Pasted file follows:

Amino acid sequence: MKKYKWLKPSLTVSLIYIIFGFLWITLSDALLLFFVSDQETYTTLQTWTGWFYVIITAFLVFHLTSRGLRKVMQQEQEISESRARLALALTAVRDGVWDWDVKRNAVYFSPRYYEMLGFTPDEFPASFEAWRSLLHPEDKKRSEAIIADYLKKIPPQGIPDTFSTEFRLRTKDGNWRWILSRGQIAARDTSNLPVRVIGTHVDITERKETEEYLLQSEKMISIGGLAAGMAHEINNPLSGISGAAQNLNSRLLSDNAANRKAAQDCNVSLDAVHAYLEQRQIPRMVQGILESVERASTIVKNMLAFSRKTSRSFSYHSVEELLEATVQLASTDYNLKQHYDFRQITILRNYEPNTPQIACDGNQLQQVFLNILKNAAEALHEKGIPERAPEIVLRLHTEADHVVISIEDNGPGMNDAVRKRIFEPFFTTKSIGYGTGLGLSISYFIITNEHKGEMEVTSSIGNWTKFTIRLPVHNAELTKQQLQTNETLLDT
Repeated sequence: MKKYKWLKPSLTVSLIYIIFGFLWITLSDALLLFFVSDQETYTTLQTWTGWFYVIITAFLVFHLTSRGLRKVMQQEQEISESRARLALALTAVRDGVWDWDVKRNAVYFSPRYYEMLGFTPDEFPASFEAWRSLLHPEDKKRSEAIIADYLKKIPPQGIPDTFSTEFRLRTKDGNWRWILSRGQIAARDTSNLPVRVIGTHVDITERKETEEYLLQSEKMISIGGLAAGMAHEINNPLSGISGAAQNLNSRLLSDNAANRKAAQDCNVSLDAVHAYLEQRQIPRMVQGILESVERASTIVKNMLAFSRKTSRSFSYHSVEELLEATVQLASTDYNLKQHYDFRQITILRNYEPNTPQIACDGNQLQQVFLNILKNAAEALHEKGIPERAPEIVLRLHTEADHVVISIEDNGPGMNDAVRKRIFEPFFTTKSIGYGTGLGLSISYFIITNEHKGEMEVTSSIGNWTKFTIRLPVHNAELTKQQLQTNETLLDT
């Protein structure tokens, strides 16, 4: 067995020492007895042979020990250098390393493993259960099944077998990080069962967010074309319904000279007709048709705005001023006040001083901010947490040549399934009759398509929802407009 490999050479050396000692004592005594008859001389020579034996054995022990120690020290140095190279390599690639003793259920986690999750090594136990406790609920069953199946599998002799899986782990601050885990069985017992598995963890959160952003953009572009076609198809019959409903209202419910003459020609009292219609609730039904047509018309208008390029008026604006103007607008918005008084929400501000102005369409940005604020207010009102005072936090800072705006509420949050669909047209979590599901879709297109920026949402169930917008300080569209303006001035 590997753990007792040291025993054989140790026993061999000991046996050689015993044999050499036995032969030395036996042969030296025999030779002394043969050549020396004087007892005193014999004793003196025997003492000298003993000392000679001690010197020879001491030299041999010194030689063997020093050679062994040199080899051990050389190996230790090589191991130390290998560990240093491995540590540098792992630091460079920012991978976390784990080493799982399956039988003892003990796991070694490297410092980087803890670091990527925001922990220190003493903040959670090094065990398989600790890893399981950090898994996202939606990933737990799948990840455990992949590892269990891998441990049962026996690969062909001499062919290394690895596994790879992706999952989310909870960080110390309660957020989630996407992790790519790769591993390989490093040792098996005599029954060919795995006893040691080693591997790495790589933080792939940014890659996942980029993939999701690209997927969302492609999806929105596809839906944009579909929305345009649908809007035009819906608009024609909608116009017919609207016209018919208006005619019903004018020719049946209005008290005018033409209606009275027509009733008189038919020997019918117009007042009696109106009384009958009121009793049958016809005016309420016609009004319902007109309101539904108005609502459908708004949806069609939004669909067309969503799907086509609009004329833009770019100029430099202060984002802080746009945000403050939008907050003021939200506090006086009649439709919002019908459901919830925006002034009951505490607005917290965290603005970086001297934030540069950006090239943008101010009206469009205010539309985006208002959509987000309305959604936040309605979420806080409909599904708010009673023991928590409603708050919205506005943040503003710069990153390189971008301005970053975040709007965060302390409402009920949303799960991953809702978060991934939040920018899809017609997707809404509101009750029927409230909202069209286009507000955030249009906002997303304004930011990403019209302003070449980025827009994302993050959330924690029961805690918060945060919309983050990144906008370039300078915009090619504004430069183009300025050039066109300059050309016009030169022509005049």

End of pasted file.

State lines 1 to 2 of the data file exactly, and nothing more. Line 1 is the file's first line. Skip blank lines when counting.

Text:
Amino acid sequence: MKKYKWLKPSLTVSLIYIIFGFLWITLSDALLLFFVSDQETYTTLQTWTGWFYVIITAFLVFHLTSRGLRKVMQQEQEISESRARLALALTAVRDGVWDWDVKRNAVYFSPRYYEMLGFTPDEFPASFEAWRSLLHPEDKKRSEAIIADYLKKIPPQGIPDTFSTEFRLRTKDGNWRWILSRGQIAARDTSNLPVRVIGTHVDITERKETEEYLLQSEKMISIGGLAAGMAHEINNPLSGISGAAQNLNSRLLSDNAANRKAAQDCNVSLDAVHAYLEQRQIPRMVQGILESVERASTIVKNMLAFSRKTSRSFSYHSVEELLEATVQLASTDYNLKQHYDFRQITILRNYEPNTPQIACDGNQLQQVFLNILKNAAEALHEKGIPERAPEIVLRLHTEADHVVISIEDNGPGMNDAVRKRIFEPFFTTKSIGYGTGLGLSISYFIITNEHKGEMEVTSSIGNWTKFTIRLPVHNAELTKQQLQTNETLLDT
Repeated sequence: MKKYKWLKPSLTVSLIYIIFGFLWITLSDALLLFFVSDQETYTTLQTWTGWFYVIITAFLVFHLTSRGLRKVMQQEQEISESRARLALALTAVRDGVWDWDVKRNAVYFSPRYYEMLGFTPDEFPASFEAWRSLLHPEDKKRSEAIIADYLKKIPPQGIPDTFSTEFRLRTKDGNWRWILSRGQIAARDTSNLPVRVIGTHVDITERKETEEYLLQSEKMISIGGLAAGMAHEINNPLSGISGAAQNLNSRLLSDNAANRKAAQDCNVSLDAVHAYLEQRQIPRMVQGILESVERASTIVKNMLAFSRKTSRSFSYHSVEELLEATVQLASTDYNLKQHYDFRQITILRNYEPNTPQIACDGNQLQQVFLNILKNAAEALHEKGIPERAPEIVLRLHTEADHVVISIEDNGPGMNDAVRKRIFEPFFTTKSIGYGTGLGLSISYFIITNEHKGEMEVTSSIGNWTKFTIRLPVHNAELTKQQLQTNETLLDT